If you want to dig a little deeper into the fine arts world of Madrid, there are countless places for you to visit and discover the city. Here are some that you can’t miss!
Museo Nacional Del Prado: Situated in the heart of Madrid, the Paseo del Prado is home to three of the most comprehensive painting museums in the world. A chance to see 7,600 paintings and over 1000 sculptures from the likes of Rembrandt, Van Rijn and Caravaggio.
Museo Nacional Centro de Arte Reina Sofía: The National Museum of 20th Century art is named after Queen Sophia. The museum is mainly dedicated to Spanish art. Highlights of the museum include excellent collections of Spain’s two greatest 20th century masters, Pablo Picasso and Salvador Dalí.
Museo de Historia de Madrid: Housed in one of Madrid’s impressive Baroque buildings, formerly the San Fernando Hospice, the History Museum offers an overview of the arts, industries, lifestyles and customs of Madrileños from 1561, the year when Madrid was established as the Spanish capital, to the present.
Gran Via, commonly known as the “Spanish Broadway” is a place where you can find many theatres, cinemas and shops. The most important street in Madrid has an exciting atmosphere 24/7. Near the Gran Vía you can also enjoy Fuencarral Street, Madrid’s hub of modern fashion, is the dividing line between Malasaña and Chueca. In addition to well-known casual clothing brands, you can get gear for any urban tribe or subculture you might think of.
Plaza Mayor is a central plaza in the city. It hosts some of greatest bars and restaurants in Madrid. The Plazas vibrant atmosphere and its traditional architecture is a must see! The Statue of Philip III is one of the most valuable works of art to be found on this square. Also you must eat a “bocadillo de calamares” around the square.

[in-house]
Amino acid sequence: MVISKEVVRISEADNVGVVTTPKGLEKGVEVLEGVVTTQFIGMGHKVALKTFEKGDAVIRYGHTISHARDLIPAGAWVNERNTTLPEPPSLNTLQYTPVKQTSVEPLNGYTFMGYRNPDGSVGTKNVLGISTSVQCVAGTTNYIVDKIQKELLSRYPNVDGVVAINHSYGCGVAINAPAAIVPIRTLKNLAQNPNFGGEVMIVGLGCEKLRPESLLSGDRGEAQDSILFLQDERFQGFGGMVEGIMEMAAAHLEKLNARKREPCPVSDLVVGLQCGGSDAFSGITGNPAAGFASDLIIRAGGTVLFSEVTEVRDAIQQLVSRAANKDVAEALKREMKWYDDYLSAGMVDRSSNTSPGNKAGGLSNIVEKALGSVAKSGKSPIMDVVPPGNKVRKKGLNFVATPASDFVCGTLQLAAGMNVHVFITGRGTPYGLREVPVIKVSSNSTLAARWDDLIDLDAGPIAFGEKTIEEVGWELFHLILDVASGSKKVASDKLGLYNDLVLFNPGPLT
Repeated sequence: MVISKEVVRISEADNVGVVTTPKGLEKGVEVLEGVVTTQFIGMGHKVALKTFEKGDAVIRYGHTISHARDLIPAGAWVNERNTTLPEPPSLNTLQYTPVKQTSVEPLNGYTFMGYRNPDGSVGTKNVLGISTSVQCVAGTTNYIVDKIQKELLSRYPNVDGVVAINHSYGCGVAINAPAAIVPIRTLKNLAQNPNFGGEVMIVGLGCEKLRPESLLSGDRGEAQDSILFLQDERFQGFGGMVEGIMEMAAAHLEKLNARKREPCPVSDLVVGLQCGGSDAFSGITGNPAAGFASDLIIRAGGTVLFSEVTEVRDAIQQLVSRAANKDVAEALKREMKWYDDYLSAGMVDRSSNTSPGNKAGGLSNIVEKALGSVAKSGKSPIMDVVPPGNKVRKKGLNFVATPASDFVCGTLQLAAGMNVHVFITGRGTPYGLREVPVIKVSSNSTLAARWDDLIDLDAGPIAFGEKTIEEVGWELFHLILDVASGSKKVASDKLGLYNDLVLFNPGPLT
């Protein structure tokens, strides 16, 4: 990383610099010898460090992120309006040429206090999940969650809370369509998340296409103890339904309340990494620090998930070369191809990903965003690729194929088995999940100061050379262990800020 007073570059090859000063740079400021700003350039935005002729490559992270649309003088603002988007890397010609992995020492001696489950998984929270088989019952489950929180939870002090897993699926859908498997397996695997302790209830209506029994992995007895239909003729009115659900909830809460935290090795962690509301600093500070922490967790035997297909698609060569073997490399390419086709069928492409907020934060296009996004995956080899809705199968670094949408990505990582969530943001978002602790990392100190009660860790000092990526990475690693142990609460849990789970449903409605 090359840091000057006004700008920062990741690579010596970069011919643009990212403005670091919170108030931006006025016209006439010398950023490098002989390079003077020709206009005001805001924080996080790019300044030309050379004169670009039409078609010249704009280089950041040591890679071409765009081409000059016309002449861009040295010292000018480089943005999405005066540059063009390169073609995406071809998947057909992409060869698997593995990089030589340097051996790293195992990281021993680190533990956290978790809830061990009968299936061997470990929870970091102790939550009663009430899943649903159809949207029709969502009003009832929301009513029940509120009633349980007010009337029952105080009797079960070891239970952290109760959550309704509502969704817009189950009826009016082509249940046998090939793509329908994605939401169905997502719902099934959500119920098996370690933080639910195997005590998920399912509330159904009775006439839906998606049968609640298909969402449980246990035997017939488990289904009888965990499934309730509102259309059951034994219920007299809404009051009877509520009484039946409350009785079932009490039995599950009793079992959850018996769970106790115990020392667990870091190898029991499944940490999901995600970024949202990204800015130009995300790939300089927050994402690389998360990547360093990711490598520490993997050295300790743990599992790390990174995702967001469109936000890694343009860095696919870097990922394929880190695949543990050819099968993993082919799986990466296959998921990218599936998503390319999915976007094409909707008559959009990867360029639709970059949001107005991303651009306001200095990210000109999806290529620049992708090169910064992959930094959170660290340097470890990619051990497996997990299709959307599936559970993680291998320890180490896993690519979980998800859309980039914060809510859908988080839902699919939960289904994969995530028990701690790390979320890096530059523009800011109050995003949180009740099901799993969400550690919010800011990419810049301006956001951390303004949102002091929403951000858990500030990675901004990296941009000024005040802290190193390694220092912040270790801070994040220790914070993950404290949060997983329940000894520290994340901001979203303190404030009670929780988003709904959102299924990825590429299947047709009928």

El Rastro, is a market held every Sunday in Madrid between 9am and 2pm. A great chance to explore a market from hundreds of different sellers with many Spanish specialties. Is located into the lively and colorful area of La Latina, is a maze of narrow lanes filled with tapas bars and cantinas.
Buen Retiro Park or the “Park of pleasant Retire” is a magnificent park, filled with beautiful sculptures and monuments, galleries, a peaceful lake, and a host to a variety of events, it is one of Madrid’s premier attractions. “El Retiro” a large and popular 1.4 km2 park at the edge of the city centre, very close to the Puerta de Alcalá.
La Puerta de Alcalá or The “Alcalá Gate” is several meters away from the main entrance to the Buen Retiro Park. The Gate was a real door to enter in the city and was erected as a triumphal arch to celebrate the arrival of the King Charles III in Madrid. It’s one of Madrid’s symbols and one of the most well-known monuments. It is now classified as a National Monument.
La Puerta del Sol square is the centre (Km 0) of the radial network of Spanish roads. The square also contains the famous clock whose bells mark the traditional eating of the Twelve Grapes and the begining of a new year. La Puerta del Sol originated as one of the gates in the city wall that surrounded Madrid in the 15 th century.
In addition you can find El Oso y el Madroño, “The Bear and the Strawberry Tree“), is a statue from the second half of the 20th century , an heraldic symbol of the city which represents the coat of arms of Madrid and is found on the east side of the Puerta del Sol between Calle de Alcalá and St. Jerónimo run.
Churros con chocolate: the plain Spanish versions aren’t covered in sugar or filled with cream but they do come in several shapes and sizes. The hot chocolate is thick and resembles more of a pudding that can be eaten with a spoon. It is also recommended to drink it once you’ve dipped and eaten all of your churros.
Bocadillo de Calamares consists of a fresh bread roll filled with squid rings that have been coated in flour and deep-fried in olive oil. Madrileños usually wash down their bocadillo de calamares with a small beer.